Getting There: Malaysia Airlines flies from Cape Town to Kuala Lumpur (approximately 11 hours) as part of the bi-weekly Buenos Aires-Cape Town-Kuala Lumpur route. From Kuala Lumpur it's a quick flight (also with Malaysia Airlines) to Phnom Penh.
Accommodation: We stayed at NagaWorld, a large hotel that is situated on the outskirts of the city. The rooms were comfortable and quiet but the ground floor is a full-on casino that's part of a larger entertainment complex and it feels rather trashy if you're not a casino fan (imagine a slightly subdued Indochina version of Grand West or Montecasino). The breakfast offerings were varied and accommodated both Western and South-East Asian preferences. If this is not your thing you may prefer to stay in one of the many smaller hotels or hostels situated in the city centre for a more authentic experience.
Currency: Cambodia's currency is the riel, divided into 100 sen. We rarely saw any Cambodian money as most transactions are done in US dollars.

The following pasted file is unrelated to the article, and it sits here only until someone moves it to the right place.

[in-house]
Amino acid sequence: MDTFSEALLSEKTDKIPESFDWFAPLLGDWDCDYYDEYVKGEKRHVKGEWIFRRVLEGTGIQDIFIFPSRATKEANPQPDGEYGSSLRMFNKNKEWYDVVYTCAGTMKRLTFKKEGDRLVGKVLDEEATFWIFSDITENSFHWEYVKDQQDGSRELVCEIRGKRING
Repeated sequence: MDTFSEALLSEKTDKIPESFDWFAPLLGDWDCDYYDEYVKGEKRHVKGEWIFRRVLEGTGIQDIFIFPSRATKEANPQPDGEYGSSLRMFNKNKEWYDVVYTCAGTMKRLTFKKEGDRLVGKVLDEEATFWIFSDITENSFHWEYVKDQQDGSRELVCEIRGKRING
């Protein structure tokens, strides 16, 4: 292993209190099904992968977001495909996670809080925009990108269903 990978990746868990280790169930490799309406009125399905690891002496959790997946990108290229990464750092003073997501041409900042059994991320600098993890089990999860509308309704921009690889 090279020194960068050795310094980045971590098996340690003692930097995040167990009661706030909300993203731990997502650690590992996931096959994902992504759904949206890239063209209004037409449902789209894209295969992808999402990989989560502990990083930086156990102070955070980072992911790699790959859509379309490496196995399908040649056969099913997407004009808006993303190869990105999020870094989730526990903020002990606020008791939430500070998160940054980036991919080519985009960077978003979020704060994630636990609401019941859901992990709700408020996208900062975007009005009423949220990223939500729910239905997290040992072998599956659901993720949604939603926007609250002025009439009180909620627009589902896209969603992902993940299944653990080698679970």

Options And Prices: Menu prices are usually in both US dollars and Cambodian riel. Average meal prices are slightly lower than the equivalent found in a mid-range restaurant in South Africa. Vegetarians are well catered for. Rice is ubiquitous. Expect to pay US$2.50 to US$3.00 [?] for a decent cocktail or can of beer (any more and you're being ripped off). Try the local beers: Tiger Beer and Angkor Beer. The food is generally very good and the portion sizes are filling.
Payment: There is no problem dining as a large group and restaurants are very accommodating - the waiters will allow you to pay separately, which you can do with whatever combination of US dollars and Cambodian riel you have on hand. They will easily do currency conversions if necessary and in many cases you can ask for specific change back in either currency.